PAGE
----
Court of Appeals of Illinois, First District, Workers Compensation Commission Division
from the Circuit Court of Cook County No. 15 L 50353
Honorable Carl Anthony Walker, Judge, Presiding.
JUSTICE HOFFMAN delivered the judgment of the court, with
opinion. Presiding Justice Holdridge and Justices Hudson,
Harris, and Moore concurred in the judgment and opinion.
1 The claimant, Anthony Murff, appeals from an order of the
circuit court of Cook County which confirmed a decision of
the Illinois Workers' Compensation Commission
(Commission), denying his petition pursuant to section 19(h)
of the Workers Compensation Act (Act) (820 ILCS 305/19(h)
(West 2014)) by reason of his failure to present evidence
demonstrating a change in his physical or mental condition.
For the reasons which follow, we affirm the judgment of the
2 The following factual recitation is taken from the evidence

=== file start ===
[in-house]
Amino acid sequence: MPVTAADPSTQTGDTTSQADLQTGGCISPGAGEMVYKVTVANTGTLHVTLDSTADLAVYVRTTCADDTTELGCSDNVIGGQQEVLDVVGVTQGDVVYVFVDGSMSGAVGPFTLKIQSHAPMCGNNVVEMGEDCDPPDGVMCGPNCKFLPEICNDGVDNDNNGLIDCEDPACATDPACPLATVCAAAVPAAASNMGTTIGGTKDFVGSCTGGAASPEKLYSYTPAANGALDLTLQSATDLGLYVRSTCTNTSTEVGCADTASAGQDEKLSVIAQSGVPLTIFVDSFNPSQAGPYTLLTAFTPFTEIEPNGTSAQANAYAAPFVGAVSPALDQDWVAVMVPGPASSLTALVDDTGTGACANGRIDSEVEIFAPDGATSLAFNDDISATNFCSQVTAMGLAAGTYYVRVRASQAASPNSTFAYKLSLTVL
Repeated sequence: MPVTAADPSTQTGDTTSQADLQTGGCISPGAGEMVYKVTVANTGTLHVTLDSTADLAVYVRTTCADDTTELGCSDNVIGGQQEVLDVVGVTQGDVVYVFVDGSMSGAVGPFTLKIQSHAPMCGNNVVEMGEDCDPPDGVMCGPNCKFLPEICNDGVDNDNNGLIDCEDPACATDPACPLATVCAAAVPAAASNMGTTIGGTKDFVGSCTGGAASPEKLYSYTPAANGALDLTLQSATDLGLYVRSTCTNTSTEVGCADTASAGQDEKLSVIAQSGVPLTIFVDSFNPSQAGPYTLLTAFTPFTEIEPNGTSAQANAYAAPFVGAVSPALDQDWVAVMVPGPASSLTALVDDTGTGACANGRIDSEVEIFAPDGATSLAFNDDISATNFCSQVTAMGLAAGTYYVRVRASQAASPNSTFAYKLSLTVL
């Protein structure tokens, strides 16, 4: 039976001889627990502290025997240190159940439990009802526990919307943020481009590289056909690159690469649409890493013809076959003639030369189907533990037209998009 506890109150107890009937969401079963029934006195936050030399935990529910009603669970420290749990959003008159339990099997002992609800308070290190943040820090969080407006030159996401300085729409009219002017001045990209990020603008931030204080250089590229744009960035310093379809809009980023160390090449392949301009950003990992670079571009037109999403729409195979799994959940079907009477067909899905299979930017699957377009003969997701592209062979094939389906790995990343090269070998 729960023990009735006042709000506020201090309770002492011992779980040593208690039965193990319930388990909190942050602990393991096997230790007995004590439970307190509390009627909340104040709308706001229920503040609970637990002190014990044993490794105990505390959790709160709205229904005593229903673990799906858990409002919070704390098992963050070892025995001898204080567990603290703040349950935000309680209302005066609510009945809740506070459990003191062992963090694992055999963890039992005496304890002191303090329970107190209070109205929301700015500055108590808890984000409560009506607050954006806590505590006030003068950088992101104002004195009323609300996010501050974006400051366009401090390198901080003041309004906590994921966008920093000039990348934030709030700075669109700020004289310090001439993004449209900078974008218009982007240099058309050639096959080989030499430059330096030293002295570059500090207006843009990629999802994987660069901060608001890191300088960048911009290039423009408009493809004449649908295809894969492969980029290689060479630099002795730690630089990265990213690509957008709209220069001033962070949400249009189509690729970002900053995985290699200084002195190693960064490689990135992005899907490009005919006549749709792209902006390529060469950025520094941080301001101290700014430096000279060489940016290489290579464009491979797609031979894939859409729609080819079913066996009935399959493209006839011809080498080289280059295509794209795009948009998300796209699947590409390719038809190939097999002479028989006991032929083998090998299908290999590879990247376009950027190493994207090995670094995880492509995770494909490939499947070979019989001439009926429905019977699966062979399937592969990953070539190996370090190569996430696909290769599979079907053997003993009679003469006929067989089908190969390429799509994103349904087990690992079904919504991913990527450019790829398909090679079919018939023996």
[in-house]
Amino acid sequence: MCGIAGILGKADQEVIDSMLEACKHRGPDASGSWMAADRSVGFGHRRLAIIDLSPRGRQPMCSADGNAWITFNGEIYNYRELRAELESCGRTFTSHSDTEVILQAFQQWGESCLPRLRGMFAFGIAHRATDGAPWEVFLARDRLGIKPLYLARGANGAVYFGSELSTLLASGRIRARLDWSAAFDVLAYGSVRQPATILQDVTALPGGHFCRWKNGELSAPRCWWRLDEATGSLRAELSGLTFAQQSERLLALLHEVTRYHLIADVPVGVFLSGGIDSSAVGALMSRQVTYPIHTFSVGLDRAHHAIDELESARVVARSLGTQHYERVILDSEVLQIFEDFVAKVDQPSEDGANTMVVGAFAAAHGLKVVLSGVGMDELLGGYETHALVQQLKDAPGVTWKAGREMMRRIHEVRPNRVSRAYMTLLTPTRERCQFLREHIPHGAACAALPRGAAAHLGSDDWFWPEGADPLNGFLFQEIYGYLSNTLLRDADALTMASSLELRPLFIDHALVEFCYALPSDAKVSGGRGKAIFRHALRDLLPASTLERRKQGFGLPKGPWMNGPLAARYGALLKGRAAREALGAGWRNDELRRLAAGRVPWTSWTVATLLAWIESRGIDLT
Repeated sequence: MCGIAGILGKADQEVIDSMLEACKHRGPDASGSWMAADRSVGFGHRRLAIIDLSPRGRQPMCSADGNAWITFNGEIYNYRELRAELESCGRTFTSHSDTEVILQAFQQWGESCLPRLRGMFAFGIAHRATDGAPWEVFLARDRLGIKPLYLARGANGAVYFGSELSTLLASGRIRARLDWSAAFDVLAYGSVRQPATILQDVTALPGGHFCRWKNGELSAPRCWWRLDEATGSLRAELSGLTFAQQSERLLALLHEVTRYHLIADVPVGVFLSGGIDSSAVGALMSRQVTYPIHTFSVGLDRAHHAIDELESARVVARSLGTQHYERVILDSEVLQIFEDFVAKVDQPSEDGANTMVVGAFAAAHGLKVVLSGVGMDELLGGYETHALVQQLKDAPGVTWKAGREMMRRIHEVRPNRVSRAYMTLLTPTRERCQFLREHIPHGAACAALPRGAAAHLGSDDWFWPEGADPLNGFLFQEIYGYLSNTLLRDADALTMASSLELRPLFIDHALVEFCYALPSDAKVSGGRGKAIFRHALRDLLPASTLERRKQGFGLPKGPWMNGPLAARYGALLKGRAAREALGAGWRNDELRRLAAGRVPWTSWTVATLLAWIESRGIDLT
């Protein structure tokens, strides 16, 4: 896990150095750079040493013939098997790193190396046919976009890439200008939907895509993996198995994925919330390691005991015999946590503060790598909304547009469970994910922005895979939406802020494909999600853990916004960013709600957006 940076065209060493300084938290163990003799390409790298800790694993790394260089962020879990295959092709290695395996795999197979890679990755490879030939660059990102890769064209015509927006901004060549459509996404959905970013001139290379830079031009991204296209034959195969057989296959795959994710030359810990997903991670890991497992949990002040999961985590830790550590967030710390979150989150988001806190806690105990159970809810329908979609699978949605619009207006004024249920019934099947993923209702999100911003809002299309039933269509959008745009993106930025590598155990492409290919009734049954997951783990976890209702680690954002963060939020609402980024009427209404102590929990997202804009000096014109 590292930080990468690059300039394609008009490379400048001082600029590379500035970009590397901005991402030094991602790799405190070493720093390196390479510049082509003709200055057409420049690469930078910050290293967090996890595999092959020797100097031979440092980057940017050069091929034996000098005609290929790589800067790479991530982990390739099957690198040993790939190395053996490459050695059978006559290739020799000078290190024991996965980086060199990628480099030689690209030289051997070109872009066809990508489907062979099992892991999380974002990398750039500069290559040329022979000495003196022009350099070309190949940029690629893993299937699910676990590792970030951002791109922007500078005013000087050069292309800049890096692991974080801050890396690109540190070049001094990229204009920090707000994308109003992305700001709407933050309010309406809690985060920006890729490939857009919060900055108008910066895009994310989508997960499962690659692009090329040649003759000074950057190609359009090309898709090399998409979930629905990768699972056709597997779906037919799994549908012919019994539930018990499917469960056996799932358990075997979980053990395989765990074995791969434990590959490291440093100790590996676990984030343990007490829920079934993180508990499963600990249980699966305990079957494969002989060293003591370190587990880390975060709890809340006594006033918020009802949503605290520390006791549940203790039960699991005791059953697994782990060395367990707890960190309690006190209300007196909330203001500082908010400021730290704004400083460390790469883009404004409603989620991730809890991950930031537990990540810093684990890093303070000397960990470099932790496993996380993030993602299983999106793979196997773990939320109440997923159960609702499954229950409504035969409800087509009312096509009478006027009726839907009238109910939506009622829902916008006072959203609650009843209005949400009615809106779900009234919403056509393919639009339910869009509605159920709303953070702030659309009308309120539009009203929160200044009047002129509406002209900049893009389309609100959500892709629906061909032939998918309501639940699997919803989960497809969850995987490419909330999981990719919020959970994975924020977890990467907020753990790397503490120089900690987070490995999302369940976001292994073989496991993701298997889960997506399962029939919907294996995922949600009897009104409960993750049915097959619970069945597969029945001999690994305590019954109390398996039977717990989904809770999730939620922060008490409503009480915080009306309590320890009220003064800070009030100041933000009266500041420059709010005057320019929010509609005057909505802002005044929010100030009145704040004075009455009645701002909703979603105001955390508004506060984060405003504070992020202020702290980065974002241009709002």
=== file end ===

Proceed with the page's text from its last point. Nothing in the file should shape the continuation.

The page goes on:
presented at the arbitration hearing conducted on December
27, 2013, and at a section 19(h) (820 ILCS 305/19(h) (West
2014)) hearing conducted by the Commission on December 22,
3 The claimant was employed by the City of Chicago (City) as
a laborer and worked in its streets and sanitation
department. On January 23, 2009, the claimant was at work,
pulling a heavy garbage container through the snow, when he
felt a pop in his left shoulder. Following his work accident,
the claimant sought treatment from Dr. Bush-Joseph and Dr.
Phillips who diagnosed him with a C5-C6 disc herniation
"with resultant cervical radiculopathy" and a
partial-thickness rotator cuff tear of the left shoulder with
possible radiculopathy. The claimant underwent a course of
medical treatment, including physical therapy, steroid